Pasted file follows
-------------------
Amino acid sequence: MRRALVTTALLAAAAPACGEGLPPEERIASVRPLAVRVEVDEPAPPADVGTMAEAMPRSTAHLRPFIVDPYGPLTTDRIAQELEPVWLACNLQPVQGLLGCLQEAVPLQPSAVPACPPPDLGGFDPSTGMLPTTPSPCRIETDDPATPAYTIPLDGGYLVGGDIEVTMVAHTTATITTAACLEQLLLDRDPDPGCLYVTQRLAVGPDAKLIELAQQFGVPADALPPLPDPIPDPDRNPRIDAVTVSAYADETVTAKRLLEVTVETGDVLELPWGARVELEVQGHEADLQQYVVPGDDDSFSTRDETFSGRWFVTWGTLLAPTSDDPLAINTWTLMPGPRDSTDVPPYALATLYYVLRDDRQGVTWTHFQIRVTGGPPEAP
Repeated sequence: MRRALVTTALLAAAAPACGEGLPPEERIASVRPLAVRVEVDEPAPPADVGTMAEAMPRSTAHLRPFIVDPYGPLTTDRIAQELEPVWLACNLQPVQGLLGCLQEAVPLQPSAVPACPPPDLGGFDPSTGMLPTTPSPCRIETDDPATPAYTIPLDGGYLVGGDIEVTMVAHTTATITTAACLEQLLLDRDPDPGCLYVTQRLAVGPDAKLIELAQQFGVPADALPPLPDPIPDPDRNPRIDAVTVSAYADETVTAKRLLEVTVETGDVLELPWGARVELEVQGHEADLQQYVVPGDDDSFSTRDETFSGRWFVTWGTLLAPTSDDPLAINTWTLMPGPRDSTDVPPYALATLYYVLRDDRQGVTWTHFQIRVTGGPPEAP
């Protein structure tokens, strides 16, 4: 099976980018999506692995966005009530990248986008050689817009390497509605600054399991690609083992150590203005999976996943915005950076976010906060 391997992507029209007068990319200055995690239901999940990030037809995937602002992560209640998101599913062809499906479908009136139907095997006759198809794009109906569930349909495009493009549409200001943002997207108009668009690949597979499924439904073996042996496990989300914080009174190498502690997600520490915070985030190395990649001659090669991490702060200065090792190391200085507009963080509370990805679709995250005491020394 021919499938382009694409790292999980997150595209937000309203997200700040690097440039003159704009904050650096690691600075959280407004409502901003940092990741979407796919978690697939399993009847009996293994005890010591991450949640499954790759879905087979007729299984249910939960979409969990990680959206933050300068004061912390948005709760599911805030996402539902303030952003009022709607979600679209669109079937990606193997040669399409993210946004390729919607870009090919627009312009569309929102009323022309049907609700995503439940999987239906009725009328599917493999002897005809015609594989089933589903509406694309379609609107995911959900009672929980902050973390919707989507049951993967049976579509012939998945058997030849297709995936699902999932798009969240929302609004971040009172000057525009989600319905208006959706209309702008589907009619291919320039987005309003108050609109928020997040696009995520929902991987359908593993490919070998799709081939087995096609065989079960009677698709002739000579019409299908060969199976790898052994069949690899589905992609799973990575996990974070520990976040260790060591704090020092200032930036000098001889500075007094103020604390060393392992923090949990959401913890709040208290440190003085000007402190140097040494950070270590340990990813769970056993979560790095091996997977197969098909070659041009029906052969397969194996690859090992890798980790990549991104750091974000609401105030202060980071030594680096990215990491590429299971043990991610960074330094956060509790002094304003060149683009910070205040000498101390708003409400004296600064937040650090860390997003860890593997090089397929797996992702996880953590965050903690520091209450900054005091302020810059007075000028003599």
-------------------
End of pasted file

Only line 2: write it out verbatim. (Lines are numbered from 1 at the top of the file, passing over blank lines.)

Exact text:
Repeated sequence: MRRALVTTALLAAAAPACGEGLPPEERIASVRPLAVRVEVDEPAPPADVGTMAEAMPRSTAHLRPFIVDPYGPLTTDRIAQELEPVWLACNLQPVQGLLGCLQEAVPLQPSAVPACPPPDLGGFDPSTGMLPTTPSPCRIETDDPATPAYTIPLDGGYLVGGDIEVTMVAHTTATITTAACLEQLLLDRDPDPGCLYVTQRLAVGPDAKLIELAQQFGVPADALPPLPDPIPDPDRNPRIDAVTVSAYADETVTAKRLLEVTVETGDVLELPWGARVELEVQGHEADLQQYVVPGDDDSFSTRDETFSGRWFVTWGTLLAPTSDDPLAINTWTLMPGPRDSTDVPPYALATLYYVLRDDRQGVTWTHFQIRVTGGPPEAP